More than half of government ICT waste now reused – but landfill creeps up

Annual report identifies opportunity for ‘ethical and more lucrative approach’ to technology disposals

Credit: Pxhere

Well over half of the ICT waste created by central government last year was reused – but, after coming down to nearly zero, the proportion going to landfill has crept back up.

Published today, the annual Greening Government ICT report reveals that, of the 2.3 million kg of e-waste created by departments in 2021, 1.25 million kg was sold on or given to charity for subsequent reuse. 

This represents 54% of the total waste volume – a figure that has risen from 50.9% in 2020 and just 21.3% in 2021.

A further 39.1% was fully recycled in 2021, and 5.3% was recovered – referring to a process that creates waste but, effectively, offsets this via the concurrent creation of energy or new materials.

Although only 1.6% of waste went to landfill last year, the figure for the two preceding years was 0.3% in 2020 and just 0.02% in 2019, the report indicates. 

By volume, 36,776 kg of government ICT went to landfill in 2021: the highest amount since 2015, the first year of recording. Last year’s volume of waste was also almost seven times bigger than the prior year – and 86 times bigger than in 2019, when just 426 kg of ICT was sent to landfill.

The increase in technology that was not reused, recycled, or recovered can, in part, be attributed to an overall increase in waste created. The 2.3 million kg total of 2021 is more than 400,000 kg bigger than in any other year since the report was first published in 2015.

This “reflects government ICT transformation programmes towards smarter working and cloud provision for data hosting as we move to mobile devices and hosting services, removing our legacy infrastructure”, the report said.

Government ICT waste in 2021
Total waste created: 2.32m kg
Reuse – 54%  
Recycle – 39.1%
Recovery – 5.3%
Landfill – 1.6%

Government ICT waste in 2020 
Total waste created: 1.72m kg
Reuse – 50.9%
Recycle – 40.5%
Recover – 8.3%
Landfill – 0.3% 

While recognising the increases of the past two years, the document adds that the proportion of government tech waste that went to landfill was about 6% a decade ago. The target of zero landfill is thus “on track” it argues – particularly given the big boost in reuse, which helped deliver to government returns of almost £2m last year.

The report adds that greater coordination across government agencies could not only help meet sustainability targets, but also deliver further financial benefits.

“The approach by departments to dealing with its end-of-life ICT varies across government,” the report said. “All departments contract out the responsibility. Many pay for recycling services then receive a rebate on value reclaimed from the raw materials and rare earth elements, some allow the waste to be taken for free leaving the contractor to reclaim any costs through resale, and some others offer a mixture of the two. What is clear is that there isn’t a consistent view, or process, or guidance/policy and with the amount of waste approaching two million kilograms there is an opportunity for government to adopt a smarter, coordinated, ethical and perhaps more lucrative approach to managing its ICT lifecycle.”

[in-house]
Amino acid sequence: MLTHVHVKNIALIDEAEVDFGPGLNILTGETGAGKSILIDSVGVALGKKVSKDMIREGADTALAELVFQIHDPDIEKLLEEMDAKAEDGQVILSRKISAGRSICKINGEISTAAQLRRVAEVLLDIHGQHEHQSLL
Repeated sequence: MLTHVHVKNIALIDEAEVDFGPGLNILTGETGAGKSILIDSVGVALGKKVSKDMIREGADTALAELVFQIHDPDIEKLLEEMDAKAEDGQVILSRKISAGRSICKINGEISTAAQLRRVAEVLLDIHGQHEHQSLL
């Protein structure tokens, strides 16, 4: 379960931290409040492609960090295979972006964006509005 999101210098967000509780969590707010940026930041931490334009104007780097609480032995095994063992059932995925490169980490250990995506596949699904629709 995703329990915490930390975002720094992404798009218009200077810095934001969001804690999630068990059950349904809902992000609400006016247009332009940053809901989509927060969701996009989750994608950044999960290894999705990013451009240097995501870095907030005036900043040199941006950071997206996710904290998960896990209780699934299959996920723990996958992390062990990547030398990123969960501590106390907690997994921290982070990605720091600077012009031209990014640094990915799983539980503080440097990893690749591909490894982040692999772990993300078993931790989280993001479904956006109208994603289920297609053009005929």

Other highlights from 2021 cited by the annual update include the reduction in travel enabled by the 38 million e-conferences held by government during the year – compared with 18.3 million in 2020, and just 3.5 million in 2018/19.

In the last 12 months a majority of departments’ digital and IT leaders have submitted “strategy statements setting out proactive sustainable ICT projects and programmes”, while government’s cloud and hosting suppliers have also provided energy consumption data for “the vast majority of departments”, the report said.

The number of agencies contributing to the most recent update stood at 34 – compared with 25 in the prior-year report.

The Greening Government ICT Strategy was published in 2013 and updated in 2020; work on delivering and reporting on the strategy’s objectives is led by the Department for Environment, Food and Rural Affairs.

“Defra recognises that the carbon footprint of ICT worldwide is on par with the aviation industry and is expected to increase,” the department said, in the executive summary of the latest annual progress update. “ICT waste is also a growing worldwide issue and supply chains are under increased scrutiny for their use of modern slavery, conflict minerals and rare earth elements, as well as their contribution to, and impacts from, climate change.”

It added: “The HM Government Sustainable Technology Advice and Reporting team ensures that government ICT services are designed, delivered and operated with sustainable principles at their core. This includes our procurement choices (which cover not just the origin of the kit we buy but how it’s transported, the packaging in which it’s delivered and whether it can be reused or recycled when no longer required) how our ICT is used (ranging from kit which uses less energy to technology which reduces the need for travel) and disposal (including repair, reuse and recycling).”


Sam Trendall

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